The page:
Jason’s story: ‘Don’t become a prisoner on your own farm’

Jason Halford standing on his farm and smiling.

Dairy farmer Jason Halford went from being an award-winner to a place of burnout. Life is much brighter these days but he’s sharing his story to help others.

Farmer Jason Halford struggles to talk about his time of burnout.

He doesn’t want to go back to that dark place.

“I get quite emotional,” he admits.

“I have to dig into a time in my life that was really uncomfortable and hard. Going back there is not easy.”

He now works for Pāmu Farms as a business manager. He manages six dairy farms north of Taupō and wants to help others in the industry by normalising the conversation around mental health.

The father of two can clearly remember the moment when he had nothing left to give.

His thriving sharemilking career came to an abrupt halt when he suffered burnout in 2018.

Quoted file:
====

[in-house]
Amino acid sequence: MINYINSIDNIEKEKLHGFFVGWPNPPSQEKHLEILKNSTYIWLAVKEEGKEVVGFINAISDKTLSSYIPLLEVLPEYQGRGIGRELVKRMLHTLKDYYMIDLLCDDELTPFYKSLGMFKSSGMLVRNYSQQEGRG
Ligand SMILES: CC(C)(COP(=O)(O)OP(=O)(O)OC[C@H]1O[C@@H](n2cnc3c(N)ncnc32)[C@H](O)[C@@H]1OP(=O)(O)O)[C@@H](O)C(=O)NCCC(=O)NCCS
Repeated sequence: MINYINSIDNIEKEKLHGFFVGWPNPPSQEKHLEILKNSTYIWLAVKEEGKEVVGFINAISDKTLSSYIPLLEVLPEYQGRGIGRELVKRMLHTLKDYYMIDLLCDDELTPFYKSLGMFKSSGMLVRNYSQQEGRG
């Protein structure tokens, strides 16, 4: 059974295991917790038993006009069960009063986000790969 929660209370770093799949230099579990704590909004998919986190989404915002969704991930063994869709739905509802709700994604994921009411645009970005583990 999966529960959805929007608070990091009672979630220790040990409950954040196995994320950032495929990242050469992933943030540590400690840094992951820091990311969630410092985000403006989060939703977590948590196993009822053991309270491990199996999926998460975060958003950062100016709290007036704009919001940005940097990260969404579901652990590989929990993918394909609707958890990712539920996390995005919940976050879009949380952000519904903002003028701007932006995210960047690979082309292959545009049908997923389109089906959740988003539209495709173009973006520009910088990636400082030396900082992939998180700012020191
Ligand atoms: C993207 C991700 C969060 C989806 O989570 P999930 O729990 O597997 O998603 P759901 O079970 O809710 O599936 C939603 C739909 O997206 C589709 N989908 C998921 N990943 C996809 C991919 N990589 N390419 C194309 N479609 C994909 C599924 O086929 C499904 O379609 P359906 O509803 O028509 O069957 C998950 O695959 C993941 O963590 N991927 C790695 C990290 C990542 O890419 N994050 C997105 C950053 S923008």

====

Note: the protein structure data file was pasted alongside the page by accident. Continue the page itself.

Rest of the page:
Jason was tending to lame cows, his back was sore, he was tired of picking up cows’ feet and it broke his will to carry on. 

“I rang a friend of mine in tears and said, ‘I can’t do this anymore. This has taken too much of me’,” he remembers.

“Now I’m a guy who wears his heart on his sleeve, but I’d never been like that before. I wasn’t just tearful, I was broken. I was just sick of working.”

It was a dramatic fall for Jason, who had earned accolades at the New Zealand Dairy Industry Awards in 2011.

Sheep grazing in a field in front of hills.

‘Good people pulled me out’

Jason felt like he was on a treadmill and wasn’t making any progress.

“You might get people in the industry who will tell you that you just need to harden up, but I wouldn’t listen to that. That’s not the solution,” he says.